Slowly but surely, I stopped feeling sorry for myself (most days...I'm still a person who largely lives in a glass case of emotion, let's be honest), and I started looking at this awful moment in my life as a springboard and an incredible opportunity to create what I wanted. LA was still on my heart- NYC, while filled with some of my best friends, just didn't feel right to me. In the summer of 2015, what I wanted and NEEDED more than anything else was the ability to travel. I prayed about it; I distinctly remember even saying, "God, I have some shit to figure out, and I need to do it independent of a location. Let's book me a gig - I don't even care if I'm not on stage. I just need to travel."  Two weeks later, I was accepting a position on my next touring gig (as the merchandise manager on The Sound of Music), and two YEARS later, here we are. 

 

These last two years have allowed me to find my light again. I've made incredible new memories in cities and theatres both familiar and not. I have regained my sense of self-worth and value with a ferocity I haven't seen in myself in years. But most importantly?  I have begun to embrace the unknown - my "delicious ambiguity" (Thanks for that phrase, Gilda. It now lives forever in ink on my ribs).  I met and fell madly in love with a man who is loving and wonderful and supportive in ways he effortlessly shows me daily. I never knew it could be so easy. All my paths are converging. How lovely is that?! Thanks, God.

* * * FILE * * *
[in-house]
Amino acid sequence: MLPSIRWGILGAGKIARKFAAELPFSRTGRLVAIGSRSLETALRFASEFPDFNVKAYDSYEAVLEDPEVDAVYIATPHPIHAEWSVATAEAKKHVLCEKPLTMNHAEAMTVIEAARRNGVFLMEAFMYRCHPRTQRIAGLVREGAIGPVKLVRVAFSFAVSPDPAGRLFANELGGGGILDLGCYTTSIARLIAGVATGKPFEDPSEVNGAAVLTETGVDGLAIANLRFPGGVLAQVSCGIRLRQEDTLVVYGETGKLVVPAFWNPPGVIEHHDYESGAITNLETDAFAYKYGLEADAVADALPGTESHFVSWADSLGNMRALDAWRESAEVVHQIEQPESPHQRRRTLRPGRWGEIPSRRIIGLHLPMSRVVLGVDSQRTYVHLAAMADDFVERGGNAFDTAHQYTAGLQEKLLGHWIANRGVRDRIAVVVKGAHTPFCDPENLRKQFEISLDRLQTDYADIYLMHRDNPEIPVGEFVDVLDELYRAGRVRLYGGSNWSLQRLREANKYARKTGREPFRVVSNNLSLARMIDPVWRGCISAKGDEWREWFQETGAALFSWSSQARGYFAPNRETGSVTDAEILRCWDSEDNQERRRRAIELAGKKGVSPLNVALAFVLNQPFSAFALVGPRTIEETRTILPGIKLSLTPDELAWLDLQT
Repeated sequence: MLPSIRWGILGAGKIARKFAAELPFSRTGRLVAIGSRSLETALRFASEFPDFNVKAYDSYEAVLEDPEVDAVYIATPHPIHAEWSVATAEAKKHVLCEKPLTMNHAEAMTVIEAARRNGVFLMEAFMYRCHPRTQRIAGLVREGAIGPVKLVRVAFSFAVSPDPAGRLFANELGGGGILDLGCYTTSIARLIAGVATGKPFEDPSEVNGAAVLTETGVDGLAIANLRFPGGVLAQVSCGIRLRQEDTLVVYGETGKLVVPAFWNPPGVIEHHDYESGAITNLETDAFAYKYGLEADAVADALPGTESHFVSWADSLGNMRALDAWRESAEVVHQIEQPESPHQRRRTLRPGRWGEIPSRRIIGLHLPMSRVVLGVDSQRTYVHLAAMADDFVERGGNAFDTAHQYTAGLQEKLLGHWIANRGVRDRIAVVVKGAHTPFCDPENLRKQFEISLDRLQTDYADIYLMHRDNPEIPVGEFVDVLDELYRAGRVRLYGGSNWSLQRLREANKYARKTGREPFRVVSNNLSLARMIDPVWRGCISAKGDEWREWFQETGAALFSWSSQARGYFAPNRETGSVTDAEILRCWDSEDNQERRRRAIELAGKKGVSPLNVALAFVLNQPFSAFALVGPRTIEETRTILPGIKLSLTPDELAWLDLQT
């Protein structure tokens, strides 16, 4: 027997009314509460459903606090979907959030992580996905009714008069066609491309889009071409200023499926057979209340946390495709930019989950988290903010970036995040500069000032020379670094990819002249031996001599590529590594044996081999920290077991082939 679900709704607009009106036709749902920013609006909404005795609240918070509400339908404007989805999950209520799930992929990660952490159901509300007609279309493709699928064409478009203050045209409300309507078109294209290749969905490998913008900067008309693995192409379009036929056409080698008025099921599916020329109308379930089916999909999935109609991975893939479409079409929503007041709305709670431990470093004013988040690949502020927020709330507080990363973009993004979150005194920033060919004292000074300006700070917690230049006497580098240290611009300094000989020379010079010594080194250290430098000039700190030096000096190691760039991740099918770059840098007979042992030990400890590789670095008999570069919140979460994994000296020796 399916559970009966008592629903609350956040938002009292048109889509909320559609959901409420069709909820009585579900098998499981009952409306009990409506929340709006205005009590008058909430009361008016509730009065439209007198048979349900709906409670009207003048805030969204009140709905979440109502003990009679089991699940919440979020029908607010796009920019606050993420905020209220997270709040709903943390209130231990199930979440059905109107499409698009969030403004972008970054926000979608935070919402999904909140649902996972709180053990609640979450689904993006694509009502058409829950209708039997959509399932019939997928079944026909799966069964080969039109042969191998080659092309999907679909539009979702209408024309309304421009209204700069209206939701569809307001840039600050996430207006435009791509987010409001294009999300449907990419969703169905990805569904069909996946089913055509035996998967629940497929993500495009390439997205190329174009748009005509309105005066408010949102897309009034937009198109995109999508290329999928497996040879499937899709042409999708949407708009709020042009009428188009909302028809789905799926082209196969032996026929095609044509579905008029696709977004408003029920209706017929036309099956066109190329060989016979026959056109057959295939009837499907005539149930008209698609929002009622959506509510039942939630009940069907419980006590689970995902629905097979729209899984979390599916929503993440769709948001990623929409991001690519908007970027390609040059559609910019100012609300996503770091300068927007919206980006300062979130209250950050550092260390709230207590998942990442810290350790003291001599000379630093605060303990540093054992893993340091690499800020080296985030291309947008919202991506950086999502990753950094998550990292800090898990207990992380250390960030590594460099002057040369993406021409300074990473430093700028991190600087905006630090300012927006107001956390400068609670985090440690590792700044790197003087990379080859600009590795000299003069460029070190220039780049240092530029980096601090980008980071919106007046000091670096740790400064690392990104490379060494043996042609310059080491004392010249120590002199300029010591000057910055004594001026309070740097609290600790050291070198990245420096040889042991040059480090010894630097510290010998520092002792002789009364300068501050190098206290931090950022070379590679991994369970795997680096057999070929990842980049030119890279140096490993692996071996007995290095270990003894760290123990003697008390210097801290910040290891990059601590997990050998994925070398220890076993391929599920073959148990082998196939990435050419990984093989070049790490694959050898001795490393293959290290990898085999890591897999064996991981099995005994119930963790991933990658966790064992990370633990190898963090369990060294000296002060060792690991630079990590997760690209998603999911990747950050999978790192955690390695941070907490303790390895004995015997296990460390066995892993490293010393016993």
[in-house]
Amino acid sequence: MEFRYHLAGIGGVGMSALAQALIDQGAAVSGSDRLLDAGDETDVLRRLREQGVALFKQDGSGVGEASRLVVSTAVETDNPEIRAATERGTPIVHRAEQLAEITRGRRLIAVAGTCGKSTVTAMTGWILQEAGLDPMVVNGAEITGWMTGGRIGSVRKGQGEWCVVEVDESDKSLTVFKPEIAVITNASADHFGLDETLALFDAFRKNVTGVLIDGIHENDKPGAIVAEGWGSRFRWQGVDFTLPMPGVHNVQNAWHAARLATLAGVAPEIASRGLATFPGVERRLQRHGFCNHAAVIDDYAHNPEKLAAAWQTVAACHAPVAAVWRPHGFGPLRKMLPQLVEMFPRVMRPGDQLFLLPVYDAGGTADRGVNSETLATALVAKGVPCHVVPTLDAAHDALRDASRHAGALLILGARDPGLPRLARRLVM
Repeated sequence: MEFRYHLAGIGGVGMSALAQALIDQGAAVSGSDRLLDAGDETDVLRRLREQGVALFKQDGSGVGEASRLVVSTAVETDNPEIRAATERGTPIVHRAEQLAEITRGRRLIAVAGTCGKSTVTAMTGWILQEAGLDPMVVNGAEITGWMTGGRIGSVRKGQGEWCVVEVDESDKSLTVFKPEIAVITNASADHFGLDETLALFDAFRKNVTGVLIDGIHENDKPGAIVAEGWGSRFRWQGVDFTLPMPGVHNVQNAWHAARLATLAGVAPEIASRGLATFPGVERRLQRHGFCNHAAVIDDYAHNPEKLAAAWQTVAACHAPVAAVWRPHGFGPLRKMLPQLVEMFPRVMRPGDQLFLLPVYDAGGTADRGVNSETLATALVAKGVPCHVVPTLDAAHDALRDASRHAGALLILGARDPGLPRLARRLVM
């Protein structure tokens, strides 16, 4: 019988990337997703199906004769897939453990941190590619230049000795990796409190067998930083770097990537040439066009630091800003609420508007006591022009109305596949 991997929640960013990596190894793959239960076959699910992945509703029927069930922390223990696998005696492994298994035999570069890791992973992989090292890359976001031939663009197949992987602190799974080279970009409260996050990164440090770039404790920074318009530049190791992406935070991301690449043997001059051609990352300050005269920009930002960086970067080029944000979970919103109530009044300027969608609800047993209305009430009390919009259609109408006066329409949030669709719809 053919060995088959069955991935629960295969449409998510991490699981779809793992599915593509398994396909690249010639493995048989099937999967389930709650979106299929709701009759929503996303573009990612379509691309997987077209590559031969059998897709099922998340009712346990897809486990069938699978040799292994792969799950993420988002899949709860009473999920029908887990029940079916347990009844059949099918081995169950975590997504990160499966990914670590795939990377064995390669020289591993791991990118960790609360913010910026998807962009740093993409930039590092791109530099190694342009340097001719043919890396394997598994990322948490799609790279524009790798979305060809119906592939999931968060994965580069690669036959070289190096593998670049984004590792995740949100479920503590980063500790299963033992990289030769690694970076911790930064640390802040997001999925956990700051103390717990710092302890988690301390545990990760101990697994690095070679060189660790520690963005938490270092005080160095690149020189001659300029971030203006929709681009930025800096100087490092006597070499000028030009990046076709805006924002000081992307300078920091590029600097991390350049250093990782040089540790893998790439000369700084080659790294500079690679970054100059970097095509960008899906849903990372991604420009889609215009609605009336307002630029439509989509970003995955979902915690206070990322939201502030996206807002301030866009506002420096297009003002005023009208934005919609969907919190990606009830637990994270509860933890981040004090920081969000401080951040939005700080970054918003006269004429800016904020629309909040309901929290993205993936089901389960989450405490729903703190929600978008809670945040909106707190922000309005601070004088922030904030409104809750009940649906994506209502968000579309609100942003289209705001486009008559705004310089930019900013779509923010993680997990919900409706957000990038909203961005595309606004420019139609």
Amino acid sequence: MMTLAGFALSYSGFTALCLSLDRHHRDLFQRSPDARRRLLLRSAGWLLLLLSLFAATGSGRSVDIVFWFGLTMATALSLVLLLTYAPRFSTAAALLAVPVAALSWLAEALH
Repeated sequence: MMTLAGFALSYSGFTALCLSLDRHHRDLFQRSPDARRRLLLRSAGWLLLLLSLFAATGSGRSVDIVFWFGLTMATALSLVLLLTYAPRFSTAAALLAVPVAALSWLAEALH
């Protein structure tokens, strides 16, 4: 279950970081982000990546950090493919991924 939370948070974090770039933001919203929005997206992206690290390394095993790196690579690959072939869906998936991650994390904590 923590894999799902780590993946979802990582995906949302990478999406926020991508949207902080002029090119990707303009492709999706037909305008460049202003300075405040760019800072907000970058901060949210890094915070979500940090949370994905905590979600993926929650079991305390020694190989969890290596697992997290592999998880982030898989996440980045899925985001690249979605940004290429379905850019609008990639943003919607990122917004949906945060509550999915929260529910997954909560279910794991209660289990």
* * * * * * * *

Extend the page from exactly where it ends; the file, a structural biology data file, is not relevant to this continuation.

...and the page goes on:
So, yes. Moving is an obvious next step, but is it easy to take a giant leap? Hell no! Is that bravery? Knowing what you have to do, anxiety be damned? Maybe it is. I wish you could see the roller coaster of emotions I've been on this summer. It's insane. One day, I'm crying about cross-country U-Haul trailers, and the next day, I'm laughing at yesterday's version of myself, because I know it'll all be fine. And that is the long and short of it, I think: it'll all be fine. It will probably be much better than fine.

Here's what the last two years have taught me: trust your gut. That little voice inside of you that often sounds like a whisper? It knows all the things. If your gut is telling you to take a big leap, you probably should. I had stopped listening to mine...for ,years, I thought it was wrong, or that I couldn't do what it was telling me to do. I had been made to ignore it, excuse it, and feel small. Please, please, PLEASE, don't let anyone ever do that to you - that sucks, and frankly, it's bullshit! There's no sense in staying frozen in fear - whether that's in a city you don't like, a thankless job, or a toxic relationship...you've just got to take the leap, friends.

I get it. Leaping is scary. Let me remind you that, at the start of your jump, you're going to free-fall a bit off of the cliff. You may get a little scraped up and bruised on your way down, but your parachute will open, and before you know it, you're soaring above it all. It's scary, absolutely, but I promise you, it's so, so worth it. Take the leap. 

 

Huh. That does sound brave. Doesn't it?